Archive for June, 2011

Midwest Pages to Prisoners & Prisoner access to information

Midwest Pages to Prisoners [] had their 12 hour “Pack-a-Thon” today. The organization collects, sorts, and sends books to several states’ jails and prisons. Not only do they provide prisoners with much needed reading materials, but volunteers also respond to prisoners’ letters handwritten, personal notes. Prisoners write to the Bloomington office with requests – from anything specific as “How to Make Money From Stocks, Fourth Edition”, to general as books on “animal behavior.”

Pages to Prisoners usually only have volunteer hours for a couple days a week, a few hours each day. Anyway with the Pack-a-Thon, I no longer had an excuse not to participate in this awesome activity – I finally got myself to the building to volunteer and it was great.  It was a combination of my favorite things: books, education (self-directed, no less!), and literacy advocacy in correctional facilities. [Also, nerdy ISBN jokes.]

The restrictions on reading materials allowed to prisoners vary from facility to facility, and it was fascinating and frustrating to learn of some prisoners’ lack of access to quality, self-motivated literacy opportunities. I want to write more about this over the next day or so. I’m really intrigued by prison libraries, as well as external organizations such as Pages to Prisoners, and the access prisoners have to books specifically, and information in general.

The Current State of Education in Prisons: An attempt at a synopsis (Final paper, Part III)

Here’s another attempt at summarizing an incredibly nuanced issue – education in the prison system. I tackle the problem of generalization in my first sentence, and I hope that I maintain that cautiousness throughout this brief synopsis.  I have highlighted some of my main inquiries throughout the section.

The final questions resulting from this investigation include: why aren’t more prisoners interested in educational opportunities?  What can the system do to entice them? What part does education play in rehabilitation? (Is “rehabilitation” even the right word to use?) What other factors affect recidivism and can education play a part in mitigating those factors?

The Current State of Education in Prisons

Like the public school system in the United States, the prison education system is diverse – not only in student population, but in facility offerings. There are a variety of educational programs offered and curriculums employed, so it is impossible to ascertain a complete understanding of the current state of education in our prisons. In 2000, 89% of federal, state, & private correctional facilities provided education programs of some sort (Coley & Barton, 2006). There is a noted difference between vocational training offered in state prisons (56%) and federal prisons (94%) (Greenberg, Dunleavy, & Kutner, 2007, p.50). To illustrate the range of programs, one ex-inmate, Alan Mobley (2003), described the educational opportunities available at the different federal facilities he was transferred to during his sentence. At the first facility, the local community college offered associate’s degree classes; the next had no college courses, but he was able to take a single correspondence course; and the last facility in Denver offered a full array of college courses. It was here that he was able to earn both his bachelor’s in economics and his master’s in sociology (p.217). Yet, while Mobley was ready to begin a postsecondary degree while in prison, only 43 percent of inmates in 2003 had a high school diploma or GED (Greenberg et al., 2007, p.48). In addition to differences among facilities, every state provides different incentives (or not) for participating in educational programs, including early release. Indiana’s adult basic education and GED courses are voluntary (Coley & Barton, 2006, p.17).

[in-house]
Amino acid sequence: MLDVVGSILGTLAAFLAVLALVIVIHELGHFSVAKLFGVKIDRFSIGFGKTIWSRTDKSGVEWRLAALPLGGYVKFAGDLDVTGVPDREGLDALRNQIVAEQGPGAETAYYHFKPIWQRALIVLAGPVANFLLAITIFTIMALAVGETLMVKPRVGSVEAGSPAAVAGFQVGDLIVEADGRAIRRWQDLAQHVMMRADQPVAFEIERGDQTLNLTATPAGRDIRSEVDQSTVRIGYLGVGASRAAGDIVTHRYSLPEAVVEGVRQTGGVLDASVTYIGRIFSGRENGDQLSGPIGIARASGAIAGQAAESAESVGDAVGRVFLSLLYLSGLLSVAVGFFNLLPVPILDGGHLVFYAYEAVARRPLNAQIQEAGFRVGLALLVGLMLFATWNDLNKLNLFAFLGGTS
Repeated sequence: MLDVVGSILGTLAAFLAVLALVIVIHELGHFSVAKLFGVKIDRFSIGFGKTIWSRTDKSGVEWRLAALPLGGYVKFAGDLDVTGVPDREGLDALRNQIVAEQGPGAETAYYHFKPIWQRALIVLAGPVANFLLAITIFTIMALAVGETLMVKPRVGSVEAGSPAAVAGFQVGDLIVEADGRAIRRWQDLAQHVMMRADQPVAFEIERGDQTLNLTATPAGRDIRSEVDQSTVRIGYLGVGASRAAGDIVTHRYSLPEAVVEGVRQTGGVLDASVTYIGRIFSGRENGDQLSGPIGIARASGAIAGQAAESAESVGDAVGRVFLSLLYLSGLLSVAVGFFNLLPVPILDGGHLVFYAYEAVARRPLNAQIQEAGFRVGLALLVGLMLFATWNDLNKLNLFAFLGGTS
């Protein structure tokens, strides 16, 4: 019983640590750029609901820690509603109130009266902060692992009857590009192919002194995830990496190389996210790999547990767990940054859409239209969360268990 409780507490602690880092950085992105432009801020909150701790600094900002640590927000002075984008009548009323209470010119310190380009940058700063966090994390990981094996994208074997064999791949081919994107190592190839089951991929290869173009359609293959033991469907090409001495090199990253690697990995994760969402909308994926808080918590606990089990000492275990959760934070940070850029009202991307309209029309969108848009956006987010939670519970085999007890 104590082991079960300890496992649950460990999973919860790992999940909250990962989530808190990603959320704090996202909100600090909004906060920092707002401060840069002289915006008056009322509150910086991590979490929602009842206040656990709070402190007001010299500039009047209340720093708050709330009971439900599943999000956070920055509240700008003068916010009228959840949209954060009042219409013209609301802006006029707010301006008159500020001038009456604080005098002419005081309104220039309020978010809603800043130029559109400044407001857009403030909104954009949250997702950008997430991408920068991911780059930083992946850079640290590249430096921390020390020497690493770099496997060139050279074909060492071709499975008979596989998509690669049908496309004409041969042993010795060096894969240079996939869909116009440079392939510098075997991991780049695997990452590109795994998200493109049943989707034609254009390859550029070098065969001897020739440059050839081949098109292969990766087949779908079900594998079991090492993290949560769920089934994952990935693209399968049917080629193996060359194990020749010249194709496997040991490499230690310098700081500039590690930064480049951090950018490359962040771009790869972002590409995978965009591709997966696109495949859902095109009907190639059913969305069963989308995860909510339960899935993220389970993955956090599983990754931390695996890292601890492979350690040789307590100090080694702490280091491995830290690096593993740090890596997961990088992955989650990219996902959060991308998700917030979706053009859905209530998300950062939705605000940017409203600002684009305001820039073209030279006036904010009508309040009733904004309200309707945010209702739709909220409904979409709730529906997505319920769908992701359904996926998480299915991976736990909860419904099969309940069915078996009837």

According to the Bureau of Justice Statistics, participation in correctional education programs (including basic education, GED/high school, college courses, and vocational) has declined in both state and federal prisons from 1997 to 2004 (Crayton & Neusteter, 2008). It is not clear whether this is due to an increasing population attempting to utilize a static number of programs, or if it is a decrease in inmate interest. Both explanations may have resulted from another factor – a lack of resources due to the limited money available to facilities for educational programs, particularly post-secondary ones. According to Coley and Barton (2006), “before 1998, the federal government required states to spend no less than 10 percent of their Basic State Grant for Adult Education in state institutions, including correctional institutions; the law now requires them to spend no more than 10 percent” (emphasis in text, p.17). Other slashes in funding for prison education resulted from the Clinton administration’s “tough on crime” policies of the 1990s, including cutting Pell grant funding to the incarcerated, which caused the majority of post-secondary education programs in prisons to dissolve (Coley & Barton, 2006, p.17). The National Assessment of Adult Literacy survey of prisoners (2007) can provide further insight. Their survey, completed by 1,200 prisoners, showed that only 10% of the inmates were currently enrolled in vocational training – programs “designed to prepare prison inmates for work after their release from prison” (p.50), and only 14 percent were on a waiting list for that training.